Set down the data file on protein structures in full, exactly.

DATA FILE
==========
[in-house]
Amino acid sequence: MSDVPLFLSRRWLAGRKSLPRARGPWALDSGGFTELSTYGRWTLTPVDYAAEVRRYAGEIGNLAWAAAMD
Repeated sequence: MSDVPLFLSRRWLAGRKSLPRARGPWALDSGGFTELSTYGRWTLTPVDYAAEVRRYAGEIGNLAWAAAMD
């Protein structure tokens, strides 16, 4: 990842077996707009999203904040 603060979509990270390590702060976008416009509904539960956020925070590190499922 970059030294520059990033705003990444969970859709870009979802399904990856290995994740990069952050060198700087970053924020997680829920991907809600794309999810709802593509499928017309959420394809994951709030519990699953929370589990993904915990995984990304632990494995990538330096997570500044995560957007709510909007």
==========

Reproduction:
[in-house]
Amino acid sequence: MSDVPLFLSRRWLAGRKSLPRARGPWALDSGGFTELSTYGRWTLTPVDYAAEVRRYAGEIGNLAWAAAMD
Repeated sequence: MSDVPLFLSRRWLAGRKSLPRARGPWALDSGGFTELSTYGRWTLTPVDYAAEVRRYAGEIGNLAWAAAMD
């Protein structure tokens, strides 16, 4: 990842077996707009999203904040 603060979509990270390590702060976008416009509904539960956020925070590190499922 970059030294520059990033705003990444969970859709870009979802399904990856290995994740990069952050060198700087970053924020997680829920991907809600794309999810709802593509499928017309959420394809994951709030519990699953929370589990993904915990995984990304632990494995990538330096997570500044995560957007709510909007």